Ja'Nai's 2nd HG Pregnancy

By Ja'Nai Wilkes, HG Survivor and Peer Support

We had been trying to conceive, but after some time and no “luck” I decided it was best to continue my education. Weeks went by. Then, trails of body odors and perfumes began to linger in the air. A family member jokingly laughed and suggested that I might be pregnant, so I immediately took a pregnancy test and it was positive! It started to look like my little one had plans of their own.

I was a cosmetology student, finding my new found freedom and creativity, and it was a wonderful direction my education was headed in. Then one day, the chemicals began to turn my stomach and the fumes were becoming too intense. Walking through the halls of the cosmetology school, I felt the all too familiar nausea. Because of the growing intensity of my dizziness, I could not tolerate the air long enough to be a fulltime or even part time student. So I had to drop out. It was such a difficult day letting go of a dream, but there were more difficult days to come.

I didn't know what was ahead, but I was excited to meet our little one- hopeful to meet our little one. The news was shared with my instructors and classmates, and everyone seemed to have that “pregnancy cheer”, even me.

I naturally assumed that this pregnancy would be something similar to my first. But, when they say, “Every pregnancy is different,” they really mean it… I was ready to face this. I was ready to fight. I battled HG before and was ready to do it again. My heart was ready to hold more love, and it grew more and more everyday.

During this pregnancy, I no longer had healthcare insurance, and the assistance I applied for had an unknown amount of waiting time. No insurance meant the costly medications were going to be out of pocket. Since our home was a single income household, we struggled to afford it, that miracle pill Zofran and at times, Phenergan. And without those pills, the vomiting was unrelenting. 24/7 nausea. I would vomit excessive spit, or heave it with stomach bile until my stomach and sides would tightened from cramps. Sweat would drench my clothes. And just as quickly as I was hot, the wetness made me chilled and nauseous. Cold fabric would cling to me and it would hurt my skin. I could smell myself. I could smell everything and it was horrid, even the smell of my child. Exhaustion lasted all day and all night, with no relief. The headache was constant and so was the pain.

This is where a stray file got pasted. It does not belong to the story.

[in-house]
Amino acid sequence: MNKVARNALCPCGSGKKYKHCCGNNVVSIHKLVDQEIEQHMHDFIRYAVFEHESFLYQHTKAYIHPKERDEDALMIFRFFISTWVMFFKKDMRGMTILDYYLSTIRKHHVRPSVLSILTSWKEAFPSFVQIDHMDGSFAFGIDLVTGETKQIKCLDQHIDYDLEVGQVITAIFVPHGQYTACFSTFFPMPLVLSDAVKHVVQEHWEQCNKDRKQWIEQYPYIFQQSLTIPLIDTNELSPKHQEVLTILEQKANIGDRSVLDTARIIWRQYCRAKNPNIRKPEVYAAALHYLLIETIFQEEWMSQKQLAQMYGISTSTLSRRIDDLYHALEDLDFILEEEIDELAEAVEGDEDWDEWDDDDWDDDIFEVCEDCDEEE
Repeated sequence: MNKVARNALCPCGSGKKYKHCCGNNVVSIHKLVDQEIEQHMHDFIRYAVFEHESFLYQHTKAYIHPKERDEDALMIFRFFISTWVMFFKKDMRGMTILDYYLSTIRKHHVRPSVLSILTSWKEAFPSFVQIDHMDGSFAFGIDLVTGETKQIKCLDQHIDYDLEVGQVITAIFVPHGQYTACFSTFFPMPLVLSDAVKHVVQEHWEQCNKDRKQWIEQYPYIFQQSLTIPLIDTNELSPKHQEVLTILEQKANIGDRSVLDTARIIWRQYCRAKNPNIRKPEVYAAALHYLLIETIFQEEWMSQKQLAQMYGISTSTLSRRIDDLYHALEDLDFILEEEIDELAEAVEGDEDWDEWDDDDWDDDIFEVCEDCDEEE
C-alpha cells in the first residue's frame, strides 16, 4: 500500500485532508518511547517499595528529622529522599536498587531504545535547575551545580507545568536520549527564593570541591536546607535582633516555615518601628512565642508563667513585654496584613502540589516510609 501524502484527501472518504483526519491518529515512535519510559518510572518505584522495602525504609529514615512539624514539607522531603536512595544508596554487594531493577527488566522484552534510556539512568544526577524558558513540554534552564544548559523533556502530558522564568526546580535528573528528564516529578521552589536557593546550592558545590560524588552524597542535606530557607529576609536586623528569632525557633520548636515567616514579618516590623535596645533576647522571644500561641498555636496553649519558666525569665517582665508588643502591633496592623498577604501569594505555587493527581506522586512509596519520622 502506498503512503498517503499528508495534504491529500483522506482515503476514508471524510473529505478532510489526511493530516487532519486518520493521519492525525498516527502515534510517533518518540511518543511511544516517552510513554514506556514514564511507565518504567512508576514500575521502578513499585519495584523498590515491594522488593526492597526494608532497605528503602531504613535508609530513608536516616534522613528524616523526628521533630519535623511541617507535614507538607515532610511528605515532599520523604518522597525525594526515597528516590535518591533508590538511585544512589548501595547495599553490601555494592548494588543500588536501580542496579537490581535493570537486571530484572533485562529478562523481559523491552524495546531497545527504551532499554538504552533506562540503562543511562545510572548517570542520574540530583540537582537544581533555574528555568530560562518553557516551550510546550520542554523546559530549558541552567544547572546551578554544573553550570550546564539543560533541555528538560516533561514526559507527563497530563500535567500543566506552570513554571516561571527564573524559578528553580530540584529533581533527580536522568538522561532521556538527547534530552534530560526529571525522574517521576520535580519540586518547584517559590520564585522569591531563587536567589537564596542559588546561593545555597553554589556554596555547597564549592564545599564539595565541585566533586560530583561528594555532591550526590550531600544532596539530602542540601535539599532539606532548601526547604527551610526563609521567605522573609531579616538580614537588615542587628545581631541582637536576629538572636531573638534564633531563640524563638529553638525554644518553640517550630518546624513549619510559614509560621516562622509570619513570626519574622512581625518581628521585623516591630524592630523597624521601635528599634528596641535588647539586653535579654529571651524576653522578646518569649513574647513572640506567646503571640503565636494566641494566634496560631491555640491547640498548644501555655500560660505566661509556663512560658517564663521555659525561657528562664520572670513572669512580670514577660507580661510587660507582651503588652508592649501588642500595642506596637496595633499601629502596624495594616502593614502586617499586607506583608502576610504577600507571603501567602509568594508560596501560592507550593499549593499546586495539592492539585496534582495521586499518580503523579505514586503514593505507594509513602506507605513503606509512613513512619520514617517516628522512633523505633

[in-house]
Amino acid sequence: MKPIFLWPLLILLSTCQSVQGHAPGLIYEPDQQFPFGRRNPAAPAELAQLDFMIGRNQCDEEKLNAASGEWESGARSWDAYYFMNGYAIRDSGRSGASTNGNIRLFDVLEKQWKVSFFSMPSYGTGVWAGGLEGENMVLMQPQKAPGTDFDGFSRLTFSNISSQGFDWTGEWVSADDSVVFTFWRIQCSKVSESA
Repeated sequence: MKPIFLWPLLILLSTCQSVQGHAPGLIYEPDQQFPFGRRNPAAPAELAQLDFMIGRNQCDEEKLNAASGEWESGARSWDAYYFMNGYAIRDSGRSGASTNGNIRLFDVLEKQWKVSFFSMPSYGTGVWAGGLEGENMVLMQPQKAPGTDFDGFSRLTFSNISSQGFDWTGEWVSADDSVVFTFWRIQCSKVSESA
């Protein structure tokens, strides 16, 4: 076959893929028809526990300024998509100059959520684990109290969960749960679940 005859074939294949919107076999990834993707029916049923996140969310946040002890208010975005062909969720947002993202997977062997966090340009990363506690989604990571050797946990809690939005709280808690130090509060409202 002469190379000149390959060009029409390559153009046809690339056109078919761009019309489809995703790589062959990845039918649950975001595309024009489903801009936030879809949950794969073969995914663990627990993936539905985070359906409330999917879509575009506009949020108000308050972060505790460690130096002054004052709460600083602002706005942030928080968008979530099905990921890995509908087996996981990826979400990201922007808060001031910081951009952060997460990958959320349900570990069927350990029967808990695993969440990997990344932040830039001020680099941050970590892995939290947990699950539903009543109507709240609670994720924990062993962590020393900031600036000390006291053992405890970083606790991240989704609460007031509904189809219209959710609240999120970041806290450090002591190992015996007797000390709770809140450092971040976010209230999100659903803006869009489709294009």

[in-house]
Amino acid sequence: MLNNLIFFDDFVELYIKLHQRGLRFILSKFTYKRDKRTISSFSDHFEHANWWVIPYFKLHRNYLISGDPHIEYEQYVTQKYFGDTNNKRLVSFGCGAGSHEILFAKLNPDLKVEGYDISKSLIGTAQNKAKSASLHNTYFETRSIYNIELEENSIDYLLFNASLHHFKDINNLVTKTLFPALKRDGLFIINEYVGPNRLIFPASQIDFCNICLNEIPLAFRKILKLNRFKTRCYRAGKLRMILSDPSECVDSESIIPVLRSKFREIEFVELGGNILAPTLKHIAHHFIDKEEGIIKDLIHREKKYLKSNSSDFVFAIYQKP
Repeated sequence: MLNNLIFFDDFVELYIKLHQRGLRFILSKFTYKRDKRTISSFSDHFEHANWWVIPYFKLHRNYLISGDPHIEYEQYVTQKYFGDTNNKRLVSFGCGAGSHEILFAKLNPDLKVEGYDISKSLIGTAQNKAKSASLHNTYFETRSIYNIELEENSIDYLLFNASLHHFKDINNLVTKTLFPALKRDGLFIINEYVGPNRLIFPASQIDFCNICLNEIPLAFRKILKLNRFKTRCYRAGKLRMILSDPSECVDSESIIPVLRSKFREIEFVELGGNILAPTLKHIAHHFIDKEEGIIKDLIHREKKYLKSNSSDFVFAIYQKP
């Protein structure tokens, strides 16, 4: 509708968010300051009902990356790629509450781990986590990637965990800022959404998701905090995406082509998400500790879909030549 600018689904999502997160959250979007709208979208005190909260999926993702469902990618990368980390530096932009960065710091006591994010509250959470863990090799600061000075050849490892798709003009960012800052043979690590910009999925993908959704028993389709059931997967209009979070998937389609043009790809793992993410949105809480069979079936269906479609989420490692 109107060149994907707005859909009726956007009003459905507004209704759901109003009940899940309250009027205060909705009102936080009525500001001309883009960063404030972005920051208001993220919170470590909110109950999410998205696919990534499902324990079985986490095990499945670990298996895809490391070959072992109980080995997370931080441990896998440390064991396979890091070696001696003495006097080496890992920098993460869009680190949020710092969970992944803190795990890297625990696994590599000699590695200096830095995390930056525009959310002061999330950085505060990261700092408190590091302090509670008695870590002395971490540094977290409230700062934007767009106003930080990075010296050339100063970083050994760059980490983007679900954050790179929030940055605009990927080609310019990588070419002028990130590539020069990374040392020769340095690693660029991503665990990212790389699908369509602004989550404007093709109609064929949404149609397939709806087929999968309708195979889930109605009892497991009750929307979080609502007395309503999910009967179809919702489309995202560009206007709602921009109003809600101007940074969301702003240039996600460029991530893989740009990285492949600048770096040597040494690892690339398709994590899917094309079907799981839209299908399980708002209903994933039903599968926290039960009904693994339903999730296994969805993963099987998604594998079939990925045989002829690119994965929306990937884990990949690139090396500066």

I had more Emergency Department visits than I can remember throughout this entire pregnancy. No trimester was “safe” for me. One of the more memorable times in the Emergency Department was a wintery day. Snow had fallen, and rain came and froze everything. While my partner at the time watched our child (my first HG baby) someone gave me a ride to the hospital. I remember thinking how long and dizzying the drive seemed on the ice. All I wanted to do was keep my insides inside of me and get to the hospital safely.

Throughout this pregnancy, I began learning how to pronounce Hyperemesis Gravidarum. Checking into the emergency department or calling 911, I would say, “I am X amount of weeks pregnant. I have Hyperemesis Gravidarum, and I haven't been able to keep food or water down for X amount of days.”

Hospital visits were usually the same. I would wait for hours, trying to sleep leaning in a chair, but that was fine with me, as long as they gave me IV fluids and anti-nausea medications. There were multiple needle sticks for IVs, multiple blown veins, multiple nurses who would try to get tiny, dehydrated veins to corporate. If you were to look at my arms, you would have seen a hospital bracelet, fresh and old bruises covering them, band aids, medical tape residue, chapped skin and the many attempts for an IV.

Oh, but once someone successfully got the IV in, I could feel the coolness of the fluid flowing into me. IVs always felt like a flush of life. It was within me to go another day. There was a great mental relief as the nurses prepared to give me Zofran and/ or Phenergan. Phenergan never helped with nausea, but it did help me get some much needed sleep, even though I threw up almost immediately after waking up.

When you throw up most of the day, unyielding stomach and esophagus burning, 24/7 nausea and you are caring for your child under the age of 2, you don’t sleep much. When caring for a child and you have HG, things are incredibly, monumentally difficult. Well, it was this way for me. Our home was a disaster.

Not on medication, I could only lay on my bed and vomit into my trashcan, exhaustedly pleading with my body to just sleep, and wish my pregnancy away. I was too weak to walk to the bathroom. When I was on medication, I could eat and drink and my thankfulness for these medications was immense.

I had hope and as the days moved closer to term, my insurance finally went through and emergency department visits began to decrease, because we could now afford my medications.

My favorite, most memorable meal was a roasted chicken. There was a totally different relationship with food by the end of this pregnancy.

Since I went over 40 weeks, my doctor decided to induce me at exactly 41 weeks. I went into the hospital exhausted, but ready. Before they could induce me, my baby came on his own. Oh what a glorious day!

I had conquered my second HG pregnancy with a strength inside that I had never known before, but so grateful that I could endure it.

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